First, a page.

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This course investigates several key database-programming concepts: triggers, stored procedures, functions, and .NET CLR (Common Language Runtime) assemblies. Author Martin Guidry shows how to combine these techniques and create a high-quality database using Microsoft SQL Server 2012. The course also covers real-world uses of the INSERT, UPDATE, and DELETE procedures, and how to build a basic web form to connect to your database.
Now I'd like to go ahead and implement the functionality that will call a stored procedure and display data on the screen. Here we can see we have a space available for a list of active authors. So first let's write a stored procedure that returns all the active authors and then we'll connect that to the web page. I have some code prepared in the exercise files. And it's a very simple stored procedure that selects store from the Authors table where Active equals 1. So that would be all of our active authors. That looks good! Going back to Visual Studio, I'll insert my cursor into the appropriate table cell, and off the toolbox I want find the Data section.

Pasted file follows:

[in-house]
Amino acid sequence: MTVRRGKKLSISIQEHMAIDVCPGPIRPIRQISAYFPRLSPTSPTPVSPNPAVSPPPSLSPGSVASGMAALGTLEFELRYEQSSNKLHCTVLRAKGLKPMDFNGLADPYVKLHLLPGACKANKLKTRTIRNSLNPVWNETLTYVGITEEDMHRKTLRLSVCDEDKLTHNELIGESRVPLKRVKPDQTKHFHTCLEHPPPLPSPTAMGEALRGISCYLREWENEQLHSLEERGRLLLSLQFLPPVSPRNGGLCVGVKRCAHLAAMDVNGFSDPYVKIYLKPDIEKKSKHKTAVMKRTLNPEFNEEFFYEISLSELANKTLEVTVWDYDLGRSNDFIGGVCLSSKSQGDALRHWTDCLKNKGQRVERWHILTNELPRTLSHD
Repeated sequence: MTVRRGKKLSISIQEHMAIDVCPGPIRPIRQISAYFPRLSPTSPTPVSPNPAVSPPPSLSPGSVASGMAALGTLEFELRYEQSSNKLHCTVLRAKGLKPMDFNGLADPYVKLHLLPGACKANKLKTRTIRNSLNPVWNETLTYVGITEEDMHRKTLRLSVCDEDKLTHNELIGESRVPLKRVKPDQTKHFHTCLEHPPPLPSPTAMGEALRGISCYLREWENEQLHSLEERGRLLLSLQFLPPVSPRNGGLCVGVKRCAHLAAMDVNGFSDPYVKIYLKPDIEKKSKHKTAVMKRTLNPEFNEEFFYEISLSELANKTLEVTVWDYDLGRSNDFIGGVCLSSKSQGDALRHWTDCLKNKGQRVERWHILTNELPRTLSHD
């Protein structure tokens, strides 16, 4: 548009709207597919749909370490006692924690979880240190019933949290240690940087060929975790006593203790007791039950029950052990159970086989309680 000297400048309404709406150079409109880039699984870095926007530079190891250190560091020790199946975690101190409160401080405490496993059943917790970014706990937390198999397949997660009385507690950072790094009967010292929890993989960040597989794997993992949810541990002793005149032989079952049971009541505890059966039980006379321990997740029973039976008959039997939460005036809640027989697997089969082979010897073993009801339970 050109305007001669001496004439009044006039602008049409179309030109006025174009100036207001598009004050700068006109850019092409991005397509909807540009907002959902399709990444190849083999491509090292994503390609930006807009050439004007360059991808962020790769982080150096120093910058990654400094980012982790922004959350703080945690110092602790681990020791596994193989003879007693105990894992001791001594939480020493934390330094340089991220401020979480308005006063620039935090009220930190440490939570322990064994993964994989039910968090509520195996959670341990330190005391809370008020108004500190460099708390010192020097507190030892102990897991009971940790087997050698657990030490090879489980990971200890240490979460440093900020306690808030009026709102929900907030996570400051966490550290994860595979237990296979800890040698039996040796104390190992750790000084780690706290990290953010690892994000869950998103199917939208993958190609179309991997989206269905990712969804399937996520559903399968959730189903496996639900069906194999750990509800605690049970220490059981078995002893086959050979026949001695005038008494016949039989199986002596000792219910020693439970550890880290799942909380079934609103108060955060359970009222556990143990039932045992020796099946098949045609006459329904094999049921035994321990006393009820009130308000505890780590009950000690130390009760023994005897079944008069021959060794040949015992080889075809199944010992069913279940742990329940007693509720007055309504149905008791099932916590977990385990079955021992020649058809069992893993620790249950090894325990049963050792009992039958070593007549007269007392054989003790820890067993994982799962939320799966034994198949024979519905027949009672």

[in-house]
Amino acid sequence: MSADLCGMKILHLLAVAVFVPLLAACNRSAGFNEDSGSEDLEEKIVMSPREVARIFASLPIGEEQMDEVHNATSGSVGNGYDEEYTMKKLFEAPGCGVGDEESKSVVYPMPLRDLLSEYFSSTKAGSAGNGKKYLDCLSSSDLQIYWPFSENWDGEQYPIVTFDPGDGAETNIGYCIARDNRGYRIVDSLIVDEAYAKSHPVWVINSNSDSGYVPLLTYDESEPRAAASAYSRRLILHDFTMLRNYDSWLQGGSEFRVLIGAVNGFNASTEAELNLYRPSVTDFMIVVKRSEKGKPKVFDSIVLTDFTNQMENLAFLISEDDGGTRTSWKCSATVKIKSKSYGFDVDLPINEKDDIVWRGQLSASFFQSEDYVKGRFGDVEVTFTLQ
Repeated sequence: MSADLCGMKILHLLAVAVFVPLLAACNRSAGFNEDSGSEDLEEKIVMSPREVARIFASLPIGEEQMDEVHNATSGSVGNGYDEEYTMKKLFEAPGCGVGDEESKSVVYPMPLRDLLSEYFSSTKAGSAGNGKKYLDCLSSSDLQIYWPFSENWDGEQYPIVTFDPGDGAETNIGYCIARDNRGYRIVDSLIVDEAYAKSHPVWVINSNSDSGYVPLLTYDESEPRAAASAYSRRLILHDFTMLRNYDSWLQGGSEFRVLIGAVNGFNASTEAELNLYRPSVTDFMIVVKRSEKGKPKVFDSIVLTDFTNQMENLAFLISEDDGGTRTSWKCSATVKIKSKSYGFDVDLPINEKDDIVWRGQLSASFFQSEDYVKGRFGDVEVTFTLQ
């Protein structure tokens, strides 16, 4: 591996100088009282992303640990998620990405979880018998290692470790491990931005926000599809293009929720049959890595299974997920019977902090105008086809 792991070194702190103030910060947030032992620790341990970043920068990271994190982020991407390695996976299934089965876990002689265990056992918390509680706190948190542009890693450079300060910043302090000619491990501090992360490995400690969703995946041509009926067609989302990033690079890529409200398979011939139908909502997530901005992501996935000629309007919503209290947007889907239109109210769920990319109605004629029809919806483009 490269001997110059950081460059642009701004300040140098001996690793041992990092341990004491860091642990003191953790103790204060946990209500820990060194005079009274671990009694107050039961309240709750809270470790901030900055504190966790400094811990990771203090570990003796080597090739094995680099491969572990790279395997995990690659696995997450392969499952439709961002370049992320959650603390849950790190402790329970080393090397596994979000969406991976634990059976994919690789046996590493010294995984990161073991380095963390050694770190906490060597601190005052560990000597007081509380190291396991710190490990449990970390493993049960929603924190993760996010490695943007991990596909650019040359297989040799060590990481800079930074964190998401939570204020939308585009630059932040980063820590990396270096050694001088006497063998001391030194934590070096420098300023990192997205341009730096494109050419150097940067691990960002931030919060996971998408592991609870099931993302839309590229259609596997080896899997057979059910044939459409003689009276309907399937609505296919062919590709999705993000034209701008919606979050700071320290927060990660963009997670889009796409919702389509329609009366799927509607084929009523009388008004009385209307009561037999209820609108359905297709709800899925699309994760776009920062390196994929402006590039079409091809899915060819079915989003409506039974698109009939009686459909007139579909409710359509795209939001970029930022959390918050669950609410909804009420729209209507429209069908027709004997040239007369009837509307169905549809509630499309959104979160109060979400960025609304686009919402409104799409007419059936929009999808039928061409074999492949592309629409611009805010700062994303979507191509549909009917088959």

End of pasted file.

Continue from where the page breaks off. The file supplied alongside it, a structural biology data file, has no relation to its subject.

So I'll scroll down a little and underneath the Data section there is a GridView. I'll drag our GridView over and it's asking me a few questions; one of them, what is my Data Source, and currently it's None. I'll create a new Data Source. I want that to be a SQL Server data source. We created the connection a few videos back, so now we have the option to use that connection. In this interface, it's asking me if I'd like to use a table or a custom stored procedure. I'd like to use a custom stored procedure.
Then I'll hit next, and this one is asking me the name of my stored procedure. We just created getActiveAuthors. That's the one I want. We can hit a test, return some data and that certainly looks like the accurate data we were hoping for. So I'll hit Finish. We're now ready to test this. So I'll go ahead and start debugging, and look at that! We've got a web page and we have got a list of all of our active authors successfully. We connected that stored procedure to our website, didn't actually write any code in the website just yet. We will be getting into that a few sections down the road.
But for now it's just a matter of click and drag and setting a few parameters, so the bulk of the work was the original setup of the stored procedure.
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